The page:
I want to preface this post with a TMI warning. This post has information about me that is of the “not usually talked about” category. I am, honestly a little intimidated to put it out there. This post has been rattling around inside me for a couple of years. Thus far, I have done a really great job of talking myself out of posting it. “People don’t really want to hear about this,” I told myself. How do you talk about things that make you and other people uncomfortable? Well, the time has finally come that I don’t feel like I can talk myself out of it any longer.
I feel like the Lord is asking me to trust Him, step out, show my foolishness and watch how He chooses to use it.
This morning, as I ran, it hit me for the first time that this “annoyance” was, in fact, suffering. The Lord was allowing me to suffer to His glory.
Elisabeth Elliot once defined suffering as, “Having something you don’t want, or wanting something you don’t have?”
I feel impressed that hearing about my humiliating suffering and how the Lord has used it to bless me may help others see suffering as a gift to embrace and rejoice in. So, as I throw caution to the wind, I am going to expose myself in a very sensitive and hidden manner.
I have, for the last 20, suffered from incontinence. Now, I know that this is a common problem in women. I am not really talking about when I cough or sneeze or laugh. It is worse than that. It can be limiting to me. It has gotten increasingly worse over the years and with each additional birth. Generally, I am fine as long as I am near a bathroom. The problem comes when I go out to run or when I do exercises or dances that require jumping.
It has been a constant source of frustration to me the last 10 years. I try to position myself and my schedule around being close to a bathroom. When I say incontinence I am not just referring to urination. If my bowels decide they want to move and I am not near a bathroom it is quite catastrophic. Therein lies the problem with running. I wait around the house until I feel that things are safely concluded and my run takes me past a Starbucks that I can go use in route, but sometimes in spite of all my planning and orchestrating I still end up in the position to be out running with no bathroom close and the need to go.
I warned you!!!
I used to be so frustrated that I was 30 and 35 years old with this problem. I would cry and ask God why I had this problem. It is humiliating; it is frustrating; it is really quite inconvenient. I find it especially frustrating because I love to run. I would love to run every day; I would love to run marathons. There is nothing that feels as humiliating and horrible than having an accident and having to come home and clean up. It’s not that anyone would know, but it feels gross and humiliating. My husband is aware of the problem and is (as he always is) gracious and supportive about it.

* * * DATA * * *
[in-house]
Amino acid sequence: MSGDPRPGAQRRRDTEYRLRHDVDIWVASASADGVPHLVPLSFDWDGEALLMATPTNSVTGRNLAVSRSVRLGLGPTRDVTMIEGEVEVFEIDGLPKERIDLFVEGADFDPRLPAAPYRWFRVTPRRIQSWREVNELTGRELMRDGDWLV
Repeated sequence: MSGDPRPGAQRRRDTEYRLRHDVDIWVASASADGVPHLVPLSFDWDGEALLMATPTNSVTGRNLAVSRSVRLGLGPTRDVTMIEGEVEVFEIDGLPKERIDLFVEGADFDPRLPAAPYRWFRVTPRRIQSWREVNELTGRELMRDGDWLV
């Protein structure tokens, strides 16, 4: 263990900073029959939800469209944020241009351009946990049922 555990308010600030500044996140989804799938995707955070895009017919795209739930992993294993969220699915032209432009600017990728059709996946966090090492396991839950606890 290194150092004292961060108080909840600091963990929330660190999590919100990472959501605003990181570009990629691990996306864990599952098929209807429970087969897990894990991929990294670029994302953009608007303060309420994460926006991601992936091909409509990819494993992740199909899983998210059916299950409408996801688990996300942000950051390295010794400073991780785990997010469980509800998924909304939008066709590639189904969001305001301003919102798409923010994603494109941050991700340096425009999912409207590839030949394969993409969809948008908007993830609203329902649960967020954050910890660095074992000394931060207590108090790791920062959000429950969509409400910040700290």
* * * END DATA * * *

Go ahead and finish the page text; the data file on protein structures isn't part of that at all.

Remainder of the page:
Then there are the days that I am doing Turbo Fire (my favorite workout program) that every time a jump I urinate a little. I have been known to have to change clothes 3 times a workout (seriously). I refuse, however, to let that keep me from working out and enjoying it. I just change clothes and wash a lot of laundry. I guess someday I will have to wear some depends, but I haven’t gotten there yet.
Anyway, you get the picture. It is a source of suffering in my life. It definitely sometimes takes the wind out of my sails and the joy out of my run.
And I used to hate it so much.
Then one day I heard about these beautiful women all over the world who suffer from obstructed births leading them to have obstetric fistulas. The link gives you more facts about fistulas, but just in case you don’t click the link, these ladies end up with holes in their bladder, rectum or both. The causes them to leak urine and/or feces all the time. The first time I was really introduced to these women I watched a beautiful documentary called A Walk to Beautiful. I highly recommend it. It is so well done. And I think we need to stop avoiding things because they are sad; we need to let ourselves be broken for the suffering all around the world.